6 categories of stock (see photo below) worth approximately $470k, at least 97 affected retail customers, different classes of secured creditors, and MYOB data was not entered correctly … who gets what and how does the liquidator cover her/his costs and fees?
This was the scenario faced recently by a liquidator, which has been revealed in a recent case from the Chief Justice of the NSW Supreme Court: In the matter of Plantation Outdoor Kitchens Pty Ltd (In Liq)  NSWSC 925.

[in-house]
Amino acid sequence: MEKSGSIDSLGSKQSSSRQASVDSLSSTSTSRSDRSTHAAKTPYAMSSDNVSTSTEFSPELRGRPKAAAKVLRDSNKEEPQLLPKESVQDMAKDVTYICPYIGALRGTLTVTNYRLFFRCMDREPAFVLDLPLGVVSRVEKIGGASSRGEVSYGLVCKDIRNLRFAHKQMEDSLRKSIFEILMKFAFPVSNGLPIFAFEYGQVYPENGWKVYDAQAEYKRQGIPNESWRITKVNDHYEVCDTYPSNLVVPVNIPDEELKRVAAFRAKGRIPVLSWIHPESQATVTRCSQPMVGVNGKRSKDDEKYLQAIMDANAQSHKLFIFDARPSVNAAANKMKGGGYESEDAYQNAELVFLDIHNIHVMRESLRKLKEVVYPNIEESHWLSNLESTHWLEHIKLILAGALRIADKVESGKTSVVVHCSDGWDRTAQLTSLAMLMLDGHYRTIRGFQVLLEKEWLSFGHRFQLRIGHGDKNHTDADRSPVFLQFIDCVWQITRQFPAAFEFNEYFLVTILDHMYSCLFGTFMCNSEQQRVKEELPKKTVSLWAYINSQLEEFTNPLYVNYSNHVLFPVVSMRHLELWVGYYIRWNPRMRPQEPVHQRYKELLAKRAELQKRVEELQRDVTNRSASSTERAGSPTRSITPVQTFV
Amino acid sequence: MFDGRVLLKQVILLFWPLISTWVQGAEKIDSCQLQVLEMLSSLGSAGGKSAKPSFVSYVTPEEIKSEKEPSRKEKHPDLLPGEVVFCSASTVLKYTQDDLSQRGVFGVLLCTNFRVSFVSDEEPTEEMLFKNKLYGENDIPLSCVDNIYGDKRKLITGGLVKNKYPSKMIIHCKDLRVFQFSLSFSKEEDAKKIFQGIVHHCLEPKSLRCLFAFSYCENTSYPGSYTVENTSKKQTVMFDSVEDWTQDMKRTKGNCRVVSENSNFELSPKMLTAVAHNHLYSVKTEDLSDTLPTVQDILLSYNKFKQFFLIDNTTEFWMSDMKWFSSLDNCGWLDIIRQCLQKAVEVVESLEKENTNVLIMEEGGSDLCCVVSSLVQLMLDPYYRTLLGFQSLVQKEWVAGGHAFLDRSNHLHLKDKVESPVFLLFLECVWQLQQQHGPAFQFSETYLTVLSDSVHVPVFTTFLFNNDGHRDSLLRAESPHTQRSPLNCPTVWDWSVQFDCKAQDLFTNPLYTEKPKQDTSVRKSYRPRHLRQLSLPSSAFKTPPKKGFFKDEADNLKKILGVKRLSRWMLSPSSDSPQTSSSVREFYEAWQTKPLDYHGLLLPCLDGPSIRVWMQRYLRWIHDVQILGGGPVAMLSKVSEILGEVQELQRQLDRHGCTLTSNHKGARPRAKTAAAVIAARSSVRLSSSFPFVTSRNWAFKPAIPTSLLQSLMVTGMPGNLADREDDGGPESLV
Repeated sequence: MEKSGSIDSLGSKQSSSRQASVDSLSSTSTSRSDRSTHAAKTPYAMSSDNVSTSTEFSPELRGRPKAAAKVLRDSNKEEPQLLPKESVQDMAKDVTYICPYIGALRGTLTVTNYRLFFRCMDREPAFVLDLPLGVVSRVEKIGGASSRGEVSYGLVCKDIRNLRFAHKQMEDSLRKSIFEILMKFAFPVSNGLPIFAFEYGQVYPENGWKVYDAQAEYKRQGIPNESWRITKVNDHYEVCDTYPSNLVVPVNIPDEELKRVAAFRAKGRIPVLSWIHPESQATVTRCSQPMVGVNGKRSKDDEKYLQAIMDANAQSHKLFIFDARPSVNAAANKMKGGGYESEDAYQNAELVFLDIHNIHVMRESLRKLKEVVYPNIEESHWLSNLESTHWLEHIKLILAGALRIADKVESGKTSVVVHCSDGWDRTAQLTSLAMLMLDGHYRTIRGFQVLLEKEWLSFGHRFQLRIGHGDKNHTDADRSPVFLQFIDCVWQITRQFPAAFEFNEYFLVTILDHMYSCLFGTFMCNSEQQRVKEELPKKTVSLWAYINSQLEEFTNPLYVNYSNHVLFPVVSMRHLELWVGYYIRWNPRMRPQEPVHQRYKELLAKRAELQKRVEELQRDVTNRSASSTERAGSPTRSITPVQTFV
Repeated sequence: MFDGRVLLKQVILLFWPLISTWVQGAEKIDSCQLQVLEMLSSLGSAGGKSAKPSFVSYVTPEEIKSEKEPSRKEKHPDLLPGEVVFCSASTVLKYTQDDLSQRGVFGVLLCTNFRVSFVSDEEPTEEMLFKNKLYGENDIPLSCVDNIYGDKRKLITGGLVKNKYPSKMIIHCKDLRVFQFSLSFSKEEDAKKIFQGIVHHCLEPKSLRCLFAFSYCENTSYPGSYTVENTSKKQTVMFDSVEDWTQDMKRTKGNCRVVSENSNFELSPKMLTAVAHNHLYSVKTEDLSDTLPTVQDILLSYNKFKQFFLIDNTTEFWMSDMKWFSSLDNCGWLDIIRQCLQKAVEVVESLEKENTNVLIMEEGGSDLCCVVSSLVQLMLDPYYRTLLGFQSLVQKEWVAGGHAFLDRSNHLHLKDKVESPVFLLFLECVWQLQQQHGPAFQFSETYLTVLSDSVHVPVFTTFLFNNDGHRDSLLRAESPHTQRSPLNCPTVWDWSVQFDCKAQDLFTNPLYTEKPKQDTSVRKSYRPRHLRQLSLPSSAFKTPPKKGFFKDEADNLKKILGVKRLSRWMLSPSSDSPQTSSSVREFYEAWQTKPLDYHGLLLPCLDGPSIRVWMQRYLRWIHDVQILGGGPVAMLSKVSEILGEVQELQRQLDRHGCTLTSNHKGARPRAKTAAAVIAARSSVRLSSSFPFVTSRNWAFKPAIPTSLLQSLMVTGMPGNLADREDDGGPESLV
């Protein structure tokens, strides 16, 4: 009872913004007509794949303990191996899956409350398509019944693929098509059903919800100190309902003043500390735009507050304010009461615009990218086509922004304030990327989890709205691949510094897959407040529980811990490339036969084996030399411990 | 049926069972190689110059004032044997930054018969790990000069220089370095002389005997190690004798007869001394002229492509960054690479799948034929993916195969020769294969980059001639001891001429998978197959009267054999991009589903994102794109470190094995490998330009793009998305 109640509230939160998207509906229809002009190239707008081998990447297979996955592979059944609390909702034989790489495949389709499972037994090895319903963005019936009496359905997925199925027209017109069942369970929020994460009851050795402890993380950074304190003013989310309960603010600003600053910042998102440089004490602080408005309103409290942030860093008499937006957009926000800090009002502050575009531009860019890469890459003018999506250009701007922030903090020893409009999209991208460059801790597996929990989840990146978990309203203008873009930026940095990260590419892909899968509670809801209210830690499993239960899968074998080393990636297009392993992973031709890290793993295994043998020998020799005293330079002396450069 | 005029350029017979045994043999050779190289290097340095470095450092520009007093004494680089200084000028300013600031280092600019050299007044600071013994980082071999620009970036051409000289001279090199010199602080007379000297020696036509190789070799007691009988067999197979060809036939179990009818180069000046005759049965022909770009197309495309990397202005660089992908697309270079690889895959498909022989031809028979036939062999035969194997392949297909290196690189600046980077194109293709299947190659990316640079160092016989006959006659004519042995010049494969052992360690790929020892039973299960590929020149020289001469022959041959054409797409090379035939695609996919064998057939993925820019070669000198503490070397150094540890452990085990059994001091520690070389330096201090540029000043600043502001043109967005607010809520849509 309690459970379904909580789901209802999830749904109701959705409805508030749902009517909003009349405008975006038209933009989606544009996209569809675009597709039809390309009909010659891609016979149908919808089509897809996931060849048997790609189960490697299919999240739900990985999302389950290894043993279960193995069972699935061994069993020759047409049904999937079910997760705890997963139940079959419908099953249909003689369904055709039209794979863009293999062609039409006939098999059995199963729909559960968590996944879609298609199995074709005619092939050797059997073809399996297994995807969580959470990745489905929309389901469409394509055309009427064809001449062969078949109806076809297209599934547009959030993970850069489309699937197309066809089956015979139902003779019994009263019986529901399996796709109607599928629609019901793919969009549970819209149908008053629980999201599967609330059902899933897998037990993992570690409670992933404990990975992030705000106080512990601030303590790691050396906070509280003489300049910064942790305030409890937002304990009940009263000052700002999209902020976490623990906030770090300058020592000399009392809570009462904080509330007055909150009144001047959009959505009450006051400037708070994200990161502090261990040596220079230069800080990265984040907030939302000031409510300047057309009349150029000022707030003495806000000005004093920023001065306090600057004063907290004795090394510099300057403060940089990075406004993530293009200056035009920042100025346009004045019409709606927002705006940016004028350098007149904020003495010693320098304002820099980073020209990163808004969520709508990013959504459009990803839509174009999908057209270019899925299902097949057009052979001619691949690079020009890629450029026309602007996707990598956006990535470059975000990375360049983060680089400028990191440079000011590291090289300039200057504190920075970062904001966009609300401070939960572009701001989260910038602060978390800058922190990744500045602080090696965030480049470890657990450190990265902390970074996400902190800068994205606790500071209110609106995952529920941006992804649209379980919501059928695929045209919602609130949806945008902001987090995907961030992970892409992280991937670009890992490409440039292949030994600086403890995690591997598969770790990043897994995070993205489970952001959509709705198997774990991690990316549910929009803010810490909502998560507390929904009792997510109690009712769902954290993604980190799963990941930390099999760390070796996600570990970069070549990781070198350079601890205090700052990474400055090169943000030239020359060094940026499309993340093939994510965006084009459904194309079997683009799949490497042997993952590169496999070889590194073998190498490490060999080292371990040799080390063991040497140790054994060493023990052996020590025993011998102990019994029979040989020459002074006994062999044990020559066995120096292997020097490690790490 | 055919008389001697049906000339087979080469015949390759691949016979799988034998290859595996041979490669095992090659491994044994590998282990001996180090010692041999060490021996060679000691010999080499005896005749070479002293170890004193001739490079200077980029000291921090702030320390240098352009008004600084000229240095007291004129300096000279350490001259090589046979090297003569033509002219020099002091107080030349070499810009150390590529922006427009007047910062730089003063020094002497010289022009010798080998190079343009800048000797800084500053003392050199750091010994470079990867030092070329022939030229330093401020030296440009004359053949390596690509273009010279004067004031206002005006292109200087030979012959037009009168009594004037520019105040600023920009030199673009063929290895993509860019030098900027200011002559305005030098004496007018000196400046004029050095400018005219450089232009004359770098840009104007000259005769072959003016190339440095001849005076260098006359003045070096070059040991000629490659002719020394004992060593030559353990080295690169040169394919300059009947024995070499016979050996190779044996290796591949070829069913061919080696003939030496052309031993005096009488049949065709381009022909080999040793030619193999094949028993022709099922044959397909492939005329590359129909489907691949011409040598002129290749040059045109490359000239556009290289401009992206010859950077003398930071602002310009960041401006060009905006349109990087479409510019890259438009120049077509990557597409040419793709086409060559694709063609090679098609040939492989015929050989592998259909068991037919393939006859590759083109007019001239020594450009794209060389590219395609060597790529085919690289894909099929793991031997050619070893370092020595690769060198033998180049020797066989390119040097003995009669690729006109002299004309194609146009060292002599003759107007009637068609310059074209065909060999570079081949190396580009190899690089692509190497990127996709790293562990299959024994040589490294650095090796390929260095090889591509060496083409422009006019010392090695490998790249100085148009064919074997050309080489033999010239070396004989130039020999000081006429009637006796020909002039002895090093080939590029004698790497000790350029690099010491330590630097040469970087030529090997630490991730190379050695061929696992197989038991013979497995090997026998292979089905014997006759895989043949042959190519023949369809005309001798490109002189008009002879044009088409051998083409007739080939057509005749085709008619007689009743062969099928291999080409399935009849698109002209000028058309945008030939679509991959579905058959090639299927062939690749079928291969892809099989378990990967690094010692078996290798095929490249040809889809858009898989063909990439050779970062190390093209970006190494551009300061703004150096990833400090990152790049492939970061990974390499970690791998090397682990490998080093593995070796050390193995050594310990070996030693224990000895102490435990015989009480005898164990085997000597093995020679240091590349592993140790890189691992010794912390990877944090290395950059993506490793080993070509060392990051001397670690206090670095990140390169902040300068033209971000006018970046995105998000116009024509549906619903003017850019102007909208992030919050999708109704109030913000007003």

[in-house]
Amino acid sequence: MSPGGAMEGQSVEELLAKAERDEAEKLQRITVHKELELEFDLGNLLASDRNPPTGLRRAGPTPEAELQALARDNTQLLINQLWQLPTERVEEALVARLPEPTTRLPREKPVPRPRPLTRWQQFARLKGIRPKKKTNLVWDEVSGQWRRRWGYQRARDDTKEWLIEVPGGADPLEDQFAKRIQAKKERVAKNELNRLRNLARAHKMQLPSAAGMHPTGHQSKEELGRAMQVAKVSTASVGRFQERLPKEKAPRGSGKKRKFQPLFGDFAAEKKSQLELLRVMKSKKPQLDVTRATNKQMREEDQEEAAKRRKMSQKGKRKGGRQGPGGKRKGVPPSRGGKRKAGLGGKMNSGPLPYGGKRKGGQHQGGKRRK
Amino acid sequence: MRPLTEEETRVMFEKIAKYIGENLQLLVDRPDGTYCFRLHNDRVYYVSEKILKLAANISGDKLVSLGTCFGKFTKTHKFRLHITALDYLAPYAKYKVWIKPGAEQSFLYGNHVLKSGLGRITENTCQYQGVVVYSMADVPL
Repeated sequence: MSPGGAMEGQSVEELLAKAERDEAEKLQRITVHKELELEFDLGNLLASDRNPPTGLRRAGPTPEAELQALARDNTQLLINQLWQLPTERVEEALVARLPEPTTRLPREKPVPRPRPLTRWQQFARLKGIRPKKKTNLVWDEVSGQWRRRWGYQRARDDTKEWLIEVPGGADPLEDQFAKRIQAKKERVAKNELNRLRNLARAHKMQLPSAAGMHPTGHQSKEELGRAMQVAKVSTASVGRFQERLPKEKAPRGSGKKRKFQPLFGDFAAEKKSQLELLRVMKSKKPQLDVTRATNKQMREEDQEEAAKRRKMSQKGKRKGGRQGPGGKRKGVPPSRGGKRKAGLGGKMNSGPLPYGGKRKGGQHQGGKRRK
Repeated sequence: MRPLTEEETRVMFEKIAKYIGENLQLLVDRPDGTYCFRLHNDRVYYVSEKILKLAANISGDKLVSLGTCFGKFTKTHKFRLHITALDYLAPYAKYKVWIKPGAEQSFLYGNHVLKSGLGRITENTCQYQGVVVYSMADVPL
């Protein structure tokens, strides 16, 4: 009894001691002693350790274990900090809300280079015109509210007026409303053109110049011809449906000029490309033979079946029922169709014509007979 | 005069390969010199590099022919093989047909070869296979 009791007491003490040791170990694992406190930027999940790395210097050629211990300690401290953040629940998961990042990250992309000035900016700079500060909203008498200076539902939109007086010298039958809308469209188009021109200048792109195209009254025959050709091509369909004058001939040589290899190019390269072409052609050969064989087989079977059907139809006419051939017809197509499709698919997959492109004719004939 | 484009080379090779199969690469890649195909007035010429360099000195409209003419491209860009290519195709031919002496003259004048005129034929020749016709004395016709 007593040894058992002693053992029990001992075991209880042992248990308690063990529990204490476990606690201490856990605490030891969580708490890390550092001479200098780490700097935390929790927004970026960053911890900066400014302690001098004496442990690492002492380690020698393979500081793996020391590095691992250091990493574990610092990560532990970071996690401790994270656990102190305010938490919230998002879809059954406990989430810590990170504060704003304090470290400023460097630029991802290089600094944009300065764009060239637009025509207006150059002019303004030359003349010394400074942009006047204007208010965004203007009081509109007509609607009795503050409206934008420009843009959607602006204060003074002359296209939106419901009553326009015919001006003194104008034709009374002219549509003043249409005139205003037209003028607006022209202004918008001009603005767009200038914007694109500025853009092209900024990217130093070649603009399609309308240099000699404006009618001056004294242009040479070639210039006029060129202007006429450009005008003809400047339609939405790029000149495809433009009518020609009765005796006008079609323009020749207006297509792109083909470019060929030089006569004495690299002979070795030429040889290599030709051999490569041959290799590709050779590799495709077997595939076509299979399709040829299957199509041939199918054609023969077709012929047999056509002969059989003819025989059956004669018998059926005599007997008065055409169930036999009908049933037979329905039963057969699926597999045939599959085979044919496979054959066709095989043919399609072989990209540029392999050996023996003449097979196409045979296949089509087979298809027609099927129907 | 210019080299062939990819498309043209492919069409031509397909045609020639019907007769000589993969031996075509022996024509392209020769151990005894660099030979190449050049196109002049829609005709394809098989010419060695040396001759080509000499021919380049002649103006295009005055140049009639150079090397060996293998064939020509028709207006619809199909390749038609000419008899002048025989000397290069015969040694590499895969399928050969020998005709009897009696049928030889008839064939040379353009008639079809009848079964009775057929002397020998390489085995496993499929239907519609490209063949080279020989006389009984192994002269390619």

There are some important lessons in this one:
1. the customers in categories A to C trumped the security interest holders (including any PMSI holders or AllPAAP holders) – but only if the stock item had a label or was allocated to a particular customer in the company’s system
2. category D and E stock remained the property of the respective security interest holders – as you’d expect
3. category A to F (not including D) must pay a proportional special levy to the liquidator to cover all reasonable costs and fees (pre-calculated in the court case). These costs included: rent, insurance, professional fees, moving costs, auctioneers, the court case
This is a really pragmatic resolution to what can be a difficult area for Liquidators to navigate.